The beauty of a well written fictional book is the variety of ways we can make it our own. And I related to the Game outside of the arena in Mockingjay in my own personal way that I will not try to universalize for others. I related to it as a strong woman, at least perceived as strong by others, who often feels close to undone on the inside by the tug of others’ perceptions of me and their expectations of me. But most of all, like Katniss, feeling close to undone by my own perceptions of the ways I have let others down.
The end of Mockingjay is brutal, probably because very little ever seems redeemed. Katniss is abandoned with her grief for months during her trial then deposited in her home in District 12 with only a note from her mother. When Haymitch walked out her house and didn’t come back, I felt her profound loneliness. Used in the first Game, then even worse so in the 2nd Quarter Quell. But used most of all in the game outside the Games. Used, and then left as a burnt out shell of the strong woman we met in the first book. It was all a big, brutal game, and all the people she loved turned into players.
I don’t read books that don’t draw me in. I just don’t have time for mediocrity at this stage of life. But these books drew me in. Immersed me. Mostly I felt wave after wave of brutal disappointment as the story went on. Not at Susanne Collins or how she wrote the books, but the kind of brutal disappointment that identifies with the main character, the kind that Katniss felt as each revelation took her apart mentally. That probably sounds ridiculously narcissistic—that I would identify with Katniss. Ha! Me holding my own with a bow and arrow in a game with Careers—truly ridiculous. Yet that’s what makes these books great stories, because Collins does manage to draw me in and causes me to closely identify with Katniss. It’s not narcissism. It’s incredible story telling. All that to say, Mockingjay was emotionally brutal to me because I could hear Katniss in my own head.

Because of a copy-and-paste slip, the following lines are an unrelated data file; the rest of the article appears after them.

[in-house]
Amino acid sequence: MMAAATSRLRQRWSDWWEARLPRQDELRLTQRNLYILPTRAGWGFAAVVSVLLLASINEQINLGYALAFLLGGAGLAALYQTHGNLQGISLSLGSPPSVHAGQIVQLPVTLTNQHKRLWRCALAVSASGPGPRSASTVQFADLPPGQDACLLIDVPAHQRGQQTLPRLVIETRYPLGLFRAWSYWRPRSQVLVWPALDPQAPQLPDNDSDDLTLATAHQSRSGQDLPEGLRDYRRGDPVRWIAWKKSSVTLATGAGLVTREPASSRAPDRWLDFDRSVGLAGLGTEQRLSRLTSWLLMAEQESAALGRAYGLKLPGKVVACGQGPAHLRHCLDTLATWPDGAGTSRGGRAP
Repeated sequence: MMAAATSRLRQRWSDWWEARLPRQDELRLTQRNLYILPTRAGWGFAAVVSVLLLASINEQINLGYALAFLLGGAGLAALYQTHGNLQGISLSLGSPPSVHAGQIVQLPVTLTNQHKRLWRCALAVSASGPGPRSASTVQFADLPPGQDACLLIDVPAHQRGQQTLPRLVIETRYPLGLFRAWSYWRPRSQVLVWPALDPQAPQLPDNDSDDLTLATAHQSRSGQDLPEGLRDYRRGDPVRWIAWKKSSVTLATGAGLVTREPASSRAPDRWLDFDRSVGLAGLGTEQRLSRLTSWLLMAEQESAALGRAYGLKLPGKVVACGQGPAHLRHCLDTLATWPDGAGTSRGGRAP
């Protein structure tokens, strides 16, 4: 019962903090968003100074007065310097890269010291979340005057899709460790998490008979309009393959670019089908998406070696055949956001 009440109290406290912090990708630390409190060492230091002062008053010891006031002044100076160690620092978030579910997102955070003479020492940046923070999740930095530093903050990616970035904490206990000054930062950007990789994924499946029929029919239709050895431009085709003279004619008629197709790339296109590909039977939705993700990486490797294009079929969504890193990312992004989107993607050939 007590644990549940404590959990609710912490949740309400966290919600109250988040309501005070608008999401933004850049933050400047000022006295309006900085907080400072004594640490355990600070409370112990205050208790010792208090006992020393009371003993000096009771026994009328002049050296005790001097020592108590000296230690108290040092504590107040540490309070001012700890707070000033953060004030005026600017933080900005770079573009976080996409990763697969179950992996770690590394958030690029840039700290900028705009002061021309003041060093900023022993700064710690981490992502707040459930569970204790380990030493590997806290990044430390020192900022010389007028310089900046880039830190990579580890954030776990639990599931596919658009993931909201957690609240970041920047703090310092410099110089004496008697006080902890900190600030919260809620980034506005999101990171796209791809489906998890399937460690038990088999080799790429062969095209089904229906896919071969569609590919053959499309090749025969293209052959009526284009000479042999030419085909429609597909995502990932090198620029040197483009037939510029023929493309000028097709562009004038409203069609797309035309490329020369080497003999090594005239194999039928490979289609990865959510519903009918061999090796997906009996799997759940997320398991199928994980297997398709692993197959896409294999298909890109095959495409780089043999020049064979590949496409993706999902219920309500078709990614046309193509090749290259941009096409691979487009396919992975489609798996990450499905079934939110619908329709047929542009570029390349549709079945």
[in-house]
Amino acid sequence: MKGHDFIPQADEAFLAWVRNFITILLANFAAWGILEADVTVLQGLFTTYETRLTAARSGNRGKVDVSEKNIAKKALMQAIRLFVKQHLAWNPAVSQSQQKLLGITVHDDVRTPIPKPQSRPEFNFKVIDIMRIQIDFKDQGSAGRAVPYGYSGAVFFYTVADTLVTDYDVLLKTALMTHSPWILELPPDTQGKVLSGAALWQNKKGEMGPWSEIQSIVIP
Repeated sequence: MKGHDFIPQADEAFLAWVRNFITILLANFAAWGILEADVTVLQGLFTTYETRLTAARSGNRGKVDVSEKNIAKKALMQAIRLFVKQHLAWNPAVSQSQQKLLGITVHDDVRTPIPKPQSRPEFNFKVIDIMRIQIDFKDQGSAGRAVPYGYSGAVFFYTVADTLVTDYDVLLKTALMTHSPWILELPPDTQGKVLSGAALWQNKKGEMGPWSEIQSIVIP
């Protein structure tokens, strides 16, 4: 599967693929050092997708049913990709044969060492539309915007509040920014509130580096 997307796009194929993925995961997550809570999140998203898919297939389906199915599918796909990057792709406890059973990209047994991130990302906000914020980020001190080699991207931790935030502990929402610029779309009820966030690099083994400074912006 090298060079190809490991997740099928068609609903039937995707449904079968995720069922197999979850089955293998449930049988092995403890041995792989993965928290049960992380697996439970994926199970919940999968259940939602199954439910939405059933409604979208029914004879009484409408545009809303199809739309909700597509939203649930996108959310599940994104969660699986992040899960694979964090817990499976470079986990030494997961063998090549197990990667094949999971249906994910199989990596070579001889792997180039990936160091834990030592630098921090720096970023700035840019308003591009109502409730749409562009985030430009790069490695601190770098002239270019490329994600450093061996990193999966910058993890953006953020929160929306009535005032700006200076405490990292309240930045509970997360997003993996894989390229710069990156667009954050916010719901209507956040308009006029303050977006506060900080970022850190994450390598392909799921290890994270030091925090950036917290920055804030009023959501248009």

When I finished the last book, I had some serious emotions to deal with. Why did I resonate with Katniss’ emotional downfall so much? In the end, there was a singular truth that cleared it up for me. I was most disturbed by the realization in the books of the game outside of the Games, and how that bigger, global, all encompassing game separated Katniss from everyone she loved in her life. But I am not in a game. I am in a story! And that truth puts Katniss, Peeta, Gale, and the gang back into the fictional cubby hole where they belong. I leave them, having enjoyed their fictional story, but clear on why identifying with their emotions was just a result of good fiction and why it wasn’t relevant to the reality of my life. While the setting of reality TV gone haywire in an oppressive society is believable, even possibly close at hand in modern day reality, the betrayal by those closest to us is believable, and the profound loneliness as we endure utter devastation with no emotional support from those who used us is believable, ultimately you and I are not in a game. We are in a story, and it’s a story with a good Author and secure outcome. That makes all the difference.